The average American credit card limit in 2021 was $12,945.

The number was up by 0.43% from $12,890 in 2020. Of course, a limit of nearly $13,000 is reserved for people with excellent credit scores, high incomes, and no debt. Meanwhile, others can expect to receive a credit line with a limit closer to the national median. In 2021, this number stood at $5,394 — an 8.44% increase from $4,974 in 2020.


Alaska is the American state with the highest average credit limit.

Credit card owners in Alaska get an average limit of $16,657 — slightly more than in the second-placed District of Columbia ($16,216). Other states with high credit limits include New Jersey ($15,977), New York ($15,781), Connecticut ($15,404), and Hawaii ($15,126). The lowest credit limits are in Wisconsin ($11,221), Indiana ($11,118), and Mississippi ($11,055).


Credit card utilization in 2021 was 25.6%.

According to credit card stats, there was barely any difference in spending among the three youngest generations. Gen-Xers were in the lead with 31%, whereas millennials and Gen-Zers each spent 30% of their credit line on average. Older generations were more conservative in this respect. While baby boomers spent an average of 22% of their limit, those born in 1945 and before (“the silent generation”) spent just 12%.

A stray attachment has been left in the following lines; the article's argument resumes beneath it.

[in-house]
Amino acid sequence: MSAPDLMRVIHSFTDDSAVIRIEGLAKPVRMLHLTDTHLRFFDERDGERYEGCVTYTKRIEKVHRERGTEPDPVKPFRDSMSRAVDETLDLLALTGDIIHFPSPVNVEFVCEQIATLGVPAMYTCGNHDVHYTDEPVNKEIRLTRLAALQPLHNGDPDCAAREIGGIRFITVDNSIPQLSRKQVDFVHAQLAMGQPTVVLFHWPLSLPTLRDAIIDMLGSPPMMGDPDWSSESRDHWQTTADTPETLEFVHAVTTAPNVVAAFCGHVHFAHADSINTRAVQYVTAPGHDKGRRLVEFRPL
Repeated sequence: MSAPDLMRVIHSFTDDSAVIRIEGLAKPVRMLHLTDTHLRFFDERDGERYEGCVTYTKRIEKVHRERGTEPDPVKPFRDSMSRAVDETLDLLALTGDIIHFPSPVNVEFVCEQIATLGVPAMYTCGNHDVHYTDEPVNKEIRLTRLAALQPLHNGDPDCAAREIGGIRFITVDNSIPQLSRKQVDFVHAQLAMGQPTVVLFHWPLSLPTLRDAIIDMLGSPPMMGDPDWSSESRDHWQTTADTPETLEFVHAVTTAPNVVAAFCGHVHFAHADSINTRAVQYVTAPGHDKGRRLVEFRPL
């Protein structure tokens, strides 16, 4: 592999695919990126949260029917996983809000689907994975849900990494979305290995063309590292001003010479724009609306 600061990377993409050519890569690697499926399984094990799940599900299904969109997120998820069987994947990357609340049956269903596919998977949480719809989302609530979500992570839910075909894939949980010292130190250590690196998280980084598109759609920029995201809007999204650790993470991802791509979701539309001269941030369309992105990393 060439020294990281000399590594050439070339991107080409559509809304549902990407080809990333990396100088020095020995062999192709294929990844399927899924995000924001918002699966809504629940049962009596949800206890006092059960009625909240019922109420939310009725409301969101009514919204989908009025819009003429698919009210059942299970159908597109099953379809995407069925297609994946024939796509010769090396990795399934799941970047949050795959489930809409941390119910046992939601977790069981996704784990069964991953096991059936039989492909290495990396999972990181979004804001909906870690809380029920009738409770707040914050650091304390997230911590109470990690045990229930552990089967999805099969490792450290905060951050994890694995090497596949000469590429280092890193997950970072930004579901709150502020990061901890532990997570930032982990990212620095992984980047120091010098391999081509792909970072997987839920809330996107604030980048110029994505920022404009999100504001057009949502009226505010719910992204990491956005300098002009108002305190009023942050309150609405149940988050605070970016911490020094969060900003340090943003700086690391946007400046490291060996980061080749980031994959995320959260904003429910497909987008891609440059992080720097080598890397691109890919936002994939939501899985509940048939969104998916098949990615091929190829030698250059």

Credit Card Debt Statistics

Americans owe $841 billion in credit card debt.

If we take this number from 2022’s first quarter and divide it by the most recently reported number of households — 129.93 million — it turns out each US household owes an average of $6,472.72 in non-revolving credit. But besides the total credit card debt in the US, there’s also the revolving credit, which borrowers repay from month to month. According to a June 2022 report, that value is currently at $1.103 trillion, exceeding its pre-pandemic high of $1.1 trillion.

(CNBC, Statista)